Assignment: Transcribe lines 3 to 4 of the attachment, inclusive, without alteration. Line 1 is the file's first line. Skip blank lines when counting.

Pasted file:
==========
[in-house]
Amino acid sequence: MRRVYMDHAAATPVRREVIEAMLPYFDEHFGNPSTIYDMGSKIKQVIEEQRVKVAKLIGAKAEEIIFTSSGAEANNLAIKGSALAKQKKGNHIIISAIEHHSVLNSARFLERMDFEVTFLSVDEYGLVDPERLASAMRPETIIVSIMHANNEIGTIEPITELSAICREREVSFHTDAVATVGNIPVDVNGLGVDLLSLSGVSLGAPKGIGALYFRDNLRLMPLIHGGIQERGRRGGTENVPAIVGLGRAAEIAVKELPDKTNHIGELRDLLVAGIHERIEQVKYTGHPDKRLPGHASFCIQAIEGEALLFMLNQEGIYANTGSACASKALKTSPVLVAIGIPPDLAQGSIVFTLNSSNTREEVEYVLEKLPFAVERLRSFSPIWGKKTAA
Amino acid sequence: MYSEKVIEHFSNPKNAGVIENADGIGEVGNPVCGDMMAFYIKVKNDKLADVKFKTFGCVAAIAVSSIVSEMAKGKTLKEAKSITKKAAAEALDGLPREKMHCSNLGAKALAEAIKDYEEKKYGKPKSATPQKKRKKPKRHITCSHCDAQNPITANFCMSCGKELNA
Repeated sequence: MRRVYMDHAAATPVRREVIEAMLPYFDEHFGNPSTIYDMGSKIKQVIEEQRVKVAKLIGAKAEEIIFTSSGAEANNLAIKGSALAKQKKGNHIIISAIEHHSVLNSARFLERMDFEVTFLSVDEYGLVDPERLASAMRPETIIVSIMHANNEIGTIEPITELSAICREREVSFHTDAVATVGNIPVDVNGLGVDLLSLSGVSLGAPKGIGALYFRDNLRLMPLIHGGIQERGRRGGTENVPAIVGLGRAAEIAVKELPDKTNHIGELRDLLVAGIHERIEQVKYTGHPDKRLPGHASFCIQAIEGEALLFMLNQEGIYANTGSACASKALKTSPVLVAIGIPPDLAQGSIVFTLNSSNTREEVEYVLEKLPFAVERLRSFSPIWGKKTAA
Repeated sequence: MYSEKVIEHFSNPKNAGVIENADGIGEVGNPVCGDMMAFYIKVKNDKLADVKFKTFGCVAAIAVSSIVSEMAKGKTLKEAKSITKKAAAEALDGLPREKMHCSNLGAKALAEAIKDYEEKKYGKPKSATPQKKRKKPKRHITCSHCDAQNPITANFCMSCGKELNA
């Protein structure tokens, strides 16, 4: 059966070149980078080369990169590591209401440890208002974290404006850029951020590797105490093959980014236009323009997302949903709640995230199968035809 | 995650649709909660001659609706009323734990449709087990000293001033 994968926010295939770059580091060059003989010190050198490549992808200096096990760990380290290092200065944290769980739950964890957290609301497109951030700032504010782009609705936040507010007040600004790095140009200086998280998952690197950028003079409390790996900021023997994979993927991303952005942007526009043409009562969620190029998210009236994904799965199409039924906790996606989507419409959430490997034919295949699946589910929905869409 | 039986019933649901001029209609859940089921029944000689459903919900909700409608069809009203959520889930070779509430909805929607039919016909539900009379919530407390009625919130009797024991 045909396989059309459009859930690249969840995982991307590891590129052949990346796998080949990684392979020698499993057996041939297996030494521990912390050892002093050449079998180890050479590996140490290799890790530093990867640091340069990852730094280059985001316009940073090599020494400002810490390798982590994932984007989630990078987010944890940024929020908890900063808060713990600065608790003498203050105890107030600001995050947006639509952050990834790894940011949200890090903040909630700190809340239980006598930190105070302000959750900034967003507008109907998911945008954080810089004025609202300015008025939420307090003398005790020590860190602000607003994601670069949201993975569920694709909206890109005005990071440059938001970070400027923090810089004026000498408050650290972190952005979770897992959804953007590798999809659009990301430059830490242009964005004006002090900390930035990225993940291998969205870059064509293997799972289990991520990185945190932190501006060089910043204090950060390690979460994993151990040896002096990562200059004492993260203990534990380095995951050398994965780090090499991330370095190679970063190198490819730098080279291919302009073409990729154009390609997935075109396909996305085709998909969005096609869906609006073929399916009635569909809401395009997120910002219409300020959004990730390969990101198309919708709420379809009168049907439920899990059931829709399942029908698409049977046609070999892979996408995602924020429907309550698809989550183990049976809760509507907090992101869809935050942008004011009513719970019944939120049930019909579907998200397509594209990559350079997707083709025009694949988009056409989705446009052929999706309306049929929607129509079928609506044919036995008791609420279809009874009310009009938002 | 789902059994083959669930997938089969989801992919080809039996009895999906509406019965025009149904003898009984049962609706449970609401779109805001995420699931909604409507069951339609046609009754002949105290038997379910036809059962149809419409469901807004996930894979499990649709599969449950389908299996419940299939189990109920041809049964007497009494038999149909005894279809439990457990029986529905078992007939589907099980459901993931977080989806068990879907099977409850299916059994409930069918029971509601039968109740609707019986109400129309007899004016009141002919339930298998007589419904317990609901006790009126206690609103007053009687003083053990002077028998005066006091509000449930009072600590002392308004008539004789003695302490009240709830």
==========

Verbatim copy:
Amino acid sequence: MYSEKVIEHFSNPKNAGVIENADGIGEVGNPVCGDMMAFYIKVKNDKLADVKFKTFGCVAAIAVSSIVSEMAKGKTLKEAKSITKKAAAEALDGLPREKMHCSNLGAKALAEAIKDYEEKKYGKPKSATPQKKRKKPKRHITCSHCDAQNPITANFCMSCGKELNA
Repeated sequence: MRRVYMDHAAATPVRREVIEAMLPYFDEHFGNPSTIYDMGSKIKQVIEEQRVKVAKLIGAKAEEIIFTSSGAEANNLAIKGSALAKQKKGNHIIISAIEHHSVLNSARFLERMDFEVTFLSVDEYGLVDPERLASAMRPETIIVSIMHANNEIGTIEPITELSAICREREVSFHTDAVATVGNIPVDVNGLGVDLLSLSGVSLGAPKGIGALYFRDNLRLMPLIHGGIQERGRRGGTENVPAIVGLGRAAEIAVKELPDKTNHIGELRDLLVAGIHERIEQVKYTGHPDKRLPGHASFCIQAIEGEALLFMLNQEGIYANTGSACASKALKTSPVLVAIGIPPDLAQGSIVFTLNSSNTREEVEYVLEKLPFAVERLRSFSPIWGKKTAA